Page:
Acceptation: so modern and meta

Admit it: if you read the word acceptation in a newspaper or blog, you would probably pause. You might think: What publication am I reading? Is it legit, or have I gone too far down the rabbit-hole again? Is there any sign of an editor around here? Perhaps English isn’t the author’s first language? And you might even reach for a dictionary. It’s surely a mistake, you’re thinking. They must mean acceptance

But if you go to the right dictionary (i.e. the trusty OED), you’ll find that not only is acceptation an acceptable word in standard modern English but it has a wonderfully “meta” definition.

The first four definitions of acceptation listed by the OED* are relegated to the dusty old corners of rare and obsolete. But then we get to the fifth definition, and lo and behold there’s no italic tag consigning it to the annals of ancient vocabulary. There it is, standing modern and proud, the fifth meaning of acceptation:

“5. The sense in which a word or sentence is understood; the accepted meaning or purport of something.”

And here to prove it are two recent examples (including one from earlier this morning):

2007  Daily Telegraph,14 July 26  “In the first 100 [pages], the word ‘shit’, in its various acceptations, appears 10 times.

2019  Christophe Thibaud Le Blog Des Octos 6 May 19 “Therefore, I wish to keep only this acceptation of the term “technical debt” … And I want to rid my vocabulary of the term “technical debt”…”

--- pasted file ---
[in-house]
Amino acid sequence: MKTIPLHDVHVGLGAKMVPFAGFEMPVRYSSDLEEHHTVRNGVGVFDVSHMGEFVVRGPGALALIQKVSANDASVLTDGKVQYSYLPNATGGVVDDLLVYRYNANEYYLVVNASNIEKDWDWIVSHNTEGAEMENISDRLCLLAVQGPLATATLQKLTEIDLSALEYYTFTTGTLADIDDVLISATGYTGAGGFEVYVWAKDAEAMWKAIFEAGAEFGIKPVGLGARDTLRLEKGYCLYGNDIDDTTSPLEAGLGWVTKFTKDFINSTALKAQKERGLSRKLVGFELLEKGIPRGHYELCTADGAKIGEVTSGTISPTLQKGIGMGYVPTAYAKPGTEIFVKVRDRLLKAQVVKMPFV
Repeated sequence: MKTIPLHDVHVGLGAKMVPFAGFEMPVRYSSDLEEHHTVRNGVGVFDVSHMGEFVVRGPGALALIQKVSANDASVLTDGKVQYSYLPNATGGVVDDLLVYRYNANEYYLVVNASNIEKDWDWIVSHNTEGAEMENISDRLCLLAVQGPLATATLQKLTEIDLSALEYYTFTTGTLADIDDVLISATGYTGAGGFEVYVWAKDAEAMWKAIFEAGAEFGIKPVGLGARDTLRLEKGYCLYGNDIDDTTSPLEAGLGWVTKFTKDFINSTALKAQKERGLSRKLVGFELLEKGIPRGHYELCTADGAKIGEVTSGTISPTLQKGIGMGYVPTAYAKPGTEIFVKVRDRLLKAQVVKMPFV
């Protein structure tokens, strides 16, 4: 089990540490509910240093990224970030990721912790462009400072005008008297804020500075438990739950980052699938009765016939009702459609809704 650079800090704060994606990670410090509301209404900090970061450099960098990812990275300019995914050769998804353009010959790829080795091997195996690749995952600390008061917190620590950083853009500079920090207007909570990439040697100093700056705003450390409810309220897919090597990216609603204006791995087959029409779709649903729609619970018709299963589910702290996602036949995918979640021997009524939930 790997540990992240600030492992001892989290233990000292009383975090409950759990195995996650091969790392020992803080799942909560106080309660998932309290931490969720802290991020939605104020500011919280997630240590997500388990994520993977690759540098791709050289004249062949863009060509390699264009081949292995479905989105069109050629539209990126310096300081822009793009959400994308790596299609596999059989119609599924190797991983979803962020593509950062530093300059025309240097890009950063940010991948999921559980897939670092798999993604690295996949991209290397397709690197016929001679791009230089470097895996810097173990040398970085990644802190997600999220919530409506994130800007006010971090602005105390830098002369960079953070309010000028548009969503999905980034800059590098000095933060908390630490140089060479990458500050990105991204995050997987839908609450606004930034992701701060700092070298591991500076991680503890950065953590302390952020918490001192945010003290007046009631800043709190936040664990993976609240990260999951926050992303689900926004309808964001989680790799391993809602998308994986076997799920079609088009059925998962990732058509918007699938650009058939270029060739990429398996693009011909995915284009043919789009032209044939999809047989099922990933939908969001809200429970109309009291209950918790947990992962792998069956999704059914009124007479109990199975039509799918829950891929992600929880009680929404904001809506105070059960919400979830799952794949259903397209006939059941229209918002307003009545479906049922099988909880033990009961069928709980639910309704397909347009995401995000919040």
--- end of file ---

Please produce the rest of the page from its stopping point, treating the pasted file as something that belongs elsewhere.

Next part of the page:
And wait — there’s another modern definition. As well as being acceptable in the context of words and meaning, acceptation also makes sense when it comes to money. Here’s the sixth definition, still in use today:

6. Finance. The action or an act of formally accepting the liability to pay a bill of exchange when due. Also: a draft or bill of exchange that has been accepted.

1999  E. Eldem French Trade in Istanbul in 18th Cent. “The weakest point in the whole network had to do with the acceptation of the bill.”

* the archaic definitions of acceptation:

  1. favouritism on personal grounds (rare)
  2. the action or act of receiving something favourably (rare)
  3. The action or fact of willingly receiving something offered or given (rare)
  4. The state, condition, or quality of being accepted or acceptable (obsolete)

Hat-tip to Andrea for bringing the word acceptation to my attention, and hats off to Christophe Thibaud for using it appropriately in his blog post this morning.